Simon Tecle, VP of Sales at remote service provider SyncroMSP, suggests first talking to your past customers or sending them a survey to fully understand what inspired them to buy your product. At SyncroMSP, he sent customers a 10-question survey asking questions like: What problems were you trying to solve? What were you afraid of? What was your decision-making process like? How has your business changed since the purchase?

That information helps reps understand why most present customers come to them, and it helps them address the problems the customer is having in relatable terms, Tecle said. From there, the rep needs to use discovery to peel back the layers of the customer’s problem.

Once a rep reaches that deeper level of understanding, they can start to partner with the buyer to come up with a solution that works.

And if you’re worried about making sure you’re talking to the person with decision-making authority, don’t be, Espinosa said. Even if the prospect isn’t a decision-maker, they may still influence the purchasing decision. Plus, those insights will lead to more valuable conversations with the person who does have that authority.

“Your job as a seller is to uncover pain or share knowledge with a buyer that they may not know,” Tecle said. “If you can create enough value around that, they will find the budget.”



Part of the early stage of sales conversations is building trust with the customer so that they feel comfortable sharing their experience, and the best way to do that is with customer stories, Shenbagaraman said.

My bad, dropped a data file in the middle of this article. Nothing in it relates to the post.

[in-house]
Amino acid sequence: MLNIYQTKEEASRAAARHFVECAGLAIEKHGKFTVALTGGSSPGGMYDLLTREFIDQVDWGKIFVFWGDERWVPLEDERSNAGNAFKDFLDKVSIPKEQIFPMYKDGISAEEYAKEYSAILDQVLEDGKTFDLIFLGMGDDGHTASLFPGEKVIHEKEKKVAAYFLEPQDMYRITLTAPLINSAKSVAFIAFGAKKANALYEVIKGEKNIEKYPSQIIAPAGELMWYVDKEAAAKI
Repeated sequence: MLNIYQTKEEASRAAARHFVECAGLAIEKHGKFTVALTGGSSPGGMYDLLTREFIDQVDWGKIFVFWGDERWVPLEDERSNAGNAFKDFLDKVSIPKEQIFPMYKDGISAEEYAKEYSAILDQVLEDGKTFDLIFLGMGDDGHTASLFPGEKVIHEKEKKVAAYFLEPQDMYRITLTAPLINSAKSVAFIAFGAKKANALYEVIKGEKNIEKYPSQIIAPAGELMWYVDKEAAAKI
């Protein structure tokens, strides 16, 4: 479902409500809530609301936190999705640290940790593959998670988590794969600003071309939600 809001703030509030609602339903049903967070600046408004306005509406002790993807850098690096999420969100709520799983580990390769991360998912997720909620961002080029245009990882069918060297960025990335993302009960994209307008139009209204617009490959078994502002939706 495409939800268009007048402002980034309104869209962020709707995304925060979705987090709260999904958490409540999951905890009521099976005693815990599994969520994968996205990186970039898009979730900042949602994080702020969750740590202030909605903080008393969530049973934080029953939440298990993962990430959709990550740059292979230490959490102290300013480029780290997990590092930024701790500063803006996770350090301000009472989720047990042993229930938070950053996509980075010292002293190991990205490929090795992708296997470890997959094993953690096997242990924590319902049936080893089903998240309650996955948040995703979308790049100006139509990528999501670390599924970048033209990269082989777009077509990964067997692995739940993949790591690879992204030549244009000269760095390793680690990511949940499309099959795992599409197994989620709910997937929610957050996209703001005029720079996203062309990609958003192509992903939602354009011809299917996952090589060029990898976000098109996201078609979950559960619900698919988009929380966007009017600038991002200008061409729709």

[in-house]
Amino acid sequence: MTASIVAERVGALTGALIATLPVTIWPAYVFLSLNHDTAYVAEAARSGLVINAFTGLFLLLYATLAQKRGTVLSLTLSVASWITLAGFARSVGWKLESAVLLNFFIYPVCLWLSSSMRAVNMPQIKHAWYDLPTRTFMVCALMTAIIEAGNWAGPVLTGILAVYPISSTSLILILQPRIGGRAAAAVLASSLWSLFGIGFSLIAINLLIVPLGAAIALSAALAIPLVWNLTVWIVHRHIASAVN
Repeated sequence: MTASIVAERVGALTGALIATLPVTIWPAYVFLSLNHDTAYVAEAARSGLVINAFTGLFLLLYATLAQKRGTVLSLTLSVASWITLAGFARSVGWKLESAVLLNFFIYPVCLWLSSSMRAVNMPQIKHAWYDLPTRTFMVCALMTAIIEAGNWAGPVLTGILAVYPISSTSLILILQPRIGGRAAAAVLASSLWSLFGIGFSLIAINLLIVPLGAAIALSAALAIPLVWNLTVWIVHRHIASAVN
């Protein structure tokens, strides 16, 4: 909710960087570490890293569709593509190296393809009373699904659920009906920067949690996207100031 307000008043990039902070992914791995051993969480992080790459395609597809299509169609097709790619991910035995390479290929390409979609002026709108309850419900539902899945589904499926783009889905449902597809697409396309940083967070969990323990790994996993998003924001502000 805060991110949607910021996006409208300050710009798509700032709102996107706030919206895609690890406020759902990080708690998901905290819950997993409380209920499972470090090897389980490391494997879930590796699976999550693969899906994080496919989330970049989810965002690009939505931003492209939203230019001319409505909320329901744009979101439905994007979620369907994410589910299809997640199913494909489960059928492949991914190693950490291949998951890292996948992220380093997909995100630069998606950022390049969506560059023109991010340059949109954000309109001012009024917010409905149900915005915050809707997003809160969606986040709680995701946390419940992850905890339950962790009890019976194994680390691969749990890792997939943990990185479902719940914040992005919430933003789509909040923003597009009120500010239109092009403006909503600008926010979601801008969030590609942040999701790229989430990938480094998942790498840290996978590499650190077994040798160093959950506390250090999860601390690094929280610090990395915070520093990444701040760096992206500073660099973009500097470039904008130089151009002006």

The human brain is wired to connect with people and stories, not products, Shenbagaraman said. If you share a story about a person at company X who experienced a similar challenge and used your solution, and you ask if it resonates with the prospect — they’re more likely to open up.

The best way to incorporate stories into the discovery phase is to first incorporate customer proofs into your sales battle cards, Tecle added. The stories should be separated out for different buyer personas and pain points. That way, an SDR always has an example on hand to share with the customer.

Ultimately, customer proofs help the sales rep build trust with the buyer because they’re able to show the buyer how they’ve solved similar problems. The prospect is then more likely to share their own stories, which can reveal additional information — like their internal KPIs or a bad experience with a competitor’s product — that they wouldn’t have provided otherwise.

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Build a Mutual Action Plan

Once a sales rep understands the buyer’s problem and they agree on a solution, create a timeline of next steps with a mutual action plan. This plan should focus on meeting both parties’ needs.